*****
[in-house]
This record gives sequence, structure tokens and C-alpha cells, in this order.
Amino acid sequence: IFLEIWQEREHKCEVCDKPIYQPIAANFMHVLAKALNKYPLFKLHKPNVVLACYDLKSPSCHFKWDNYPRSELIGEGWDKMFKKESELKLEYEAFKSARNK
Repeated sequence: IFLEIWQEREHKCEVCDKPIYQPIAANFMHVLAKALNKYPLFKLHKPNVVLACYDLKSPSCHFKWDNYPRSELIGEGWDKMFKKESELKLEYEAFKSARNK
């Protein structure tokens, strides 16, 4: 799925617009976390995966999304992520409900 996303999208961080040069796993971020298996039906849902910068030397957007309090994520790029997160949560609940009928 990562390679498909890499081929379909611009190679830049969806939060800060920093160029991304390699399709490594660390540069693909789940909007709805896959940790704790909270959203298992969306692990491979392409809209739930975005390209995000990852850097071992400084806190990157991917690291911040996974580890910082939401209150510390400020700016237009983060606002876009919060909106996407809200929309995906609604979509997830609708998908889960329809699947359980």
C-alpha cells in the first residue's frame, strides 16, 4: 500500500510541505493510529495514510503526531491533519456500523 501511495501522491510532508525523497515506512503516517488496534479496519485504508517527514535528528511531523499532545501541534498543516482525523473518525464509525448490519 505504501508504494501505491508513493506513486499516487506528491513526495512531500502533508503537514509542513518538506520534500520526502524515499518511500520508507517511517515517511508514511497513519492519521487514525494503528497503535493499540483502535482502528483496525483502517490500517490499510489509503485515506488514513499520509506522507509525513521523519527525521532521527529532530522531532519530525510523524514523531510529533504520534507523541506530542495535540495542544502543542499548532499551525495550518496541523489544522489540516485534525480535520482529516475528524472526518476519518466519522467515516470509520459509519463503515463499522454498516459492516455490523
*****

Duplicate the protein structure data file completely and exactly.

[in-house]
This record gives sequence, structure tokens and C-alpha cells, in this order.
Amino acid sequence: IFLEIWQEREHKCEVCDKPIYQPIAANFMHVLAKALNKYPLFKLHKPNVVLACYDLKSPSCHFKWDNYPRSELIGEGWDKMFKKESELKLEYEAFKSARNK
Repeated sequence: IFLEIWQEREHKCEVCDKPIYQPIAANFMHVLAKALNKYPLFKLHKPNVVLACYDLKSPSCHFKWDNYPRSELIGEGWDKMFKKESELKLEYEAFKSARNK
């Protein structure tokens, strides 16, 4: 799925617009976390995966999304992520409900 996303999208961080040069796993971020298996039906849902910068030397957007309090994520790029997160949560609940009928 990562390679498909890499081929379909611009190679830049969806939060800060920093160029991304390699399709490594660390540069693909789940909007709805896959940790704790909270959203298992969306692990491979392409809209739930975005390209995000990852850097071992400084806190990157991917690291911040996974580890910082939401209150510390400020700016237009983060606002876009919060909106996407809200929309995906609604979509997830609708998908889960329809699947359980």
C-alpha cells in the first residue's frame, strides 16, 4: 500500500510541505493510529495514510503526531491533519456500523 501511495501522491510532508525523497515506512503516517488496534479496519485504508517527514535528528511531523499532545501541534498543516482525523473518525464509525448490519 505504501508504494501505491508513493506513486499516487506528491513526495512531500502533508503537514509542513518538506520534500520526502524515499518511500520508507517511517515517511508514511497513519492519521487514525494503528497503535493499540483502535482502528483496525483502517490500517490499510489509503485515506488514513499520509506522507509525513521523519527525521532521527529532530522531532519530525510523524514523531510529533504520534507523541506530542495535540495542544502543542499548532499551525495550518496541523489544522489540516485534525480535520482529516475528524472526518476519518466519522467515516470509520459509519463503515463499522454498516459492516455490523